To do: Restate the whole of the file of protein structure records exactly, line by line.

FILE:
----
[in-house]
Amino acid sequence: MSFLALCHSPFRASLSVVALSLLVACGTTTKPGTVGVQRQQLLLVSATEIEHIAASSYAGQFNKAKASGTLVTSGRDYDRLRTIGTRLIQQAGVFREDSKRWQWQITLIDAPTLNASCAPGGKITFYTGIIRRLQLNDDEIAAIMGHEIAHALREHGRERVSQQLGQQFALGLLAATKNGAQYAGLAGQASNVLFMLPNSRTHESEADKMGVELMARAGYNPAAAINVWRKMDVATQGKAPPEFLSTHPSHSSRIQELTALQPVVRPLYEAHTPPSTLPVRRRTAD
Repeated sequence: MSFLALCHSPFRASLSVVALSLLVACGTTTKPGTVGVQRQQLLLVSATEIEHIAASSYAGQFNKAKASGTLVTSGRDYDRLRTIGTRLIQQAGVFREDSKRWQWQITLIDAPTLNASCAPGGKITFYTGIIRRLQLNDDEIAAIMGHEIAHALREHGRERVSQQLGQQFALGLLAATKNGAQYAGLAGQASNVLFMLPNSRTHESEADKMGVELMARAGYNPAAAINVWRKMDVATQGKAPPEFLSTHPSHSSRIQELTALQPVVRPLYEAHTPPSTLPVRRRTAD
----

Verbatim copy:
[in-house]
Amino acid sequence: MSFLALCHSPFRASLSVVALSLLVACGTTTKPGTVGVQRQQLLLVSATEIEHIAASSYAGQFNKAKASGTLVTSGRDYDRLRTIGTRLIQQAGVFREDSKRWQWQITLIDAPTLNASCAPGGKITFYTGIIRRLQLNDDEIAAIMGHEIAHALREHGRERVSQQLGQQFALGLLAATKNGAQYAGLAGQASNVLFMLPNSRTHESEADKMGVELMARAGYNPAAAINVWRKMDVATQGKAPPEFLSTHPSHSSRIQELTALQPVVRPLYEAHTPPSTLPVRRRTAD
Repeated sequence: MSFLALCHSPFRASLSVVALSLLVACGTTTKPGTVGVQRQQLLLVSATEIEHIAASSYAGQFNKAKASGTLVTSGRDYDRLRTIGTRLIQQAGVFREDSKRWQWQITLIDAPTLNASCAPGGKITFYTGIIRRLQLNDDEIAAIMGHEIAHALREHGRERVSQQLGQQFALGLLAATKNGAQYAGLAGQASNVLFMLPNSRTHESEADKMGVELMARAGYNPAAAINVWRKMDVATQGKAPPEFLSTHPSHSSRIQELTALQPVVRPLYEAHTPPSTLPVRRRTAD